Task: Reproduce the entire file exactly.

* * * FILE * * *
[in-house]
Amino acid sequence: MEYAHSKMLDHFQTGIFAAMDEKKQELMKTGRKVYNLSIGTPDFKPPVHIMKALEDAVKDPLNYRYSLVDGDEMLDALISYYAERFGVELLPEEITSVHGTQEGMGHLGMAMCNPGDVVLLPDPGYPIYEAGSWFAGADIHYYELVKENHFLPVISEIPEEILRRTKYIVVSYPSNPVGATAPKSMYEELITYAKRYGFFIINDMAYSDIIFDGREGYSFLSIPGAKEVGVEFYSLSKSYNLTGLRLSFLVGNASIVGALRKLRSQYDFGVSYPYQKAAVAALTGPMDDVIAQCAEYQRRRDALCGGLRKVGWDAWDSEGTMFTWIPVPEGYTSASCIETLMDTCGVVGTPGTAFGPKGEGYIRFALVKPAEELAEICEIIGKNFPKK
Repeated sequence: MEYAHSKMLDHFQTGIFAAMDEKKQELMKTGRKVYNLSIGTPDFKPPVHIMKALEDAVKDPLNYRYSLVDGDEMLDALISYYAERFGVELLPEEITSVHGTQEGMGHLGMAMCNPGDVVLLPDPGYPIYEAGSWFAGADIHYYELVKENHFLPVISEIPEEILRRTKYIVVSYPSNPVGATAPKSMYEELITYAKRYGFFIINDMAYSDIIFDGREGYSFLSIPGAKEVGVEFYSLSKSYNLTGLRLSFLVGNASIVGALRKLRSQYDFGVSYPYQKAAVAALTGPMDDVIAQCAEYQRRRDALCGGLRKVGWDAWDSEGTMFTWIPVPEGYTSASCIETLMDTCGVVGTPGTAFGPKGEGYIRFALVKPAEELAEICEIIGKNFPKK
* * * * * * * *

[in-house]
Amino acid sequence: MEYAHSKMLDHFQTGIFAAMDEKKQELMKTGRKVYNLSIGTPDFKPPVHIMKALEDAVKDPLNYRYSLVDGDEMLDALISYYAERFGVELLPEEITSVHGTQEGMGHLGMAMCNPGDVVLLPDPGYPIYEAGSWFAGADIHYYELVKENHFLPVISEIPEEILRRTKYIVVSYPSNPVGATAPKSMYEELITYAKRYGFFIINDMAYSDIIFDGREGYSFLSIPGAKEVGVEFYSLSKSYNLTGLRLSFLVGNASIVGALRKLRSQYDFGVSYPYQKAAVAALTGPMDDVIAQCAEYQRRRDALCGGLRKVGWDAWDSEGTMFTWIPVPEGYTSASCIETLMDTCGVVGTPGTAFGPKGEGYIRFALVKPAEELAEICEIIGKNFPKK
Repeated sequence: MEYAHSKMLDHFQTGIFAAMDEKKQELMKTGRKVYNLSIGTPDFKPPVHIMKALEDAVKDPLNYRYSLVDGDEMLDALISYYAERFGVELLPEEITSVHGTQEGMGHLGMAMCNPGDVVLLPDPGYPIYEAGSWFAGADIHYYELVKENHFLPVISEIPEEILRRTKYIVVSYPSNPVGATAPKSMYEELITYAKRYGFFIINDMAYSDIIFDGREGYSFLSIPGAKEVGVEFYSLSKSYNLTGLRLSFLVGNASIVGALRKLRSQYDFGVSYPYQKAAVAALTGPMDDVIAQCAEYQRRRDALCGGLRKVGWDAWDSEGTMFTWIPVPEGYTSASCIETLMDTCGVVGTPGTAFGPKGEGYIRFALVKPAEELAEICEIIGKNFPKK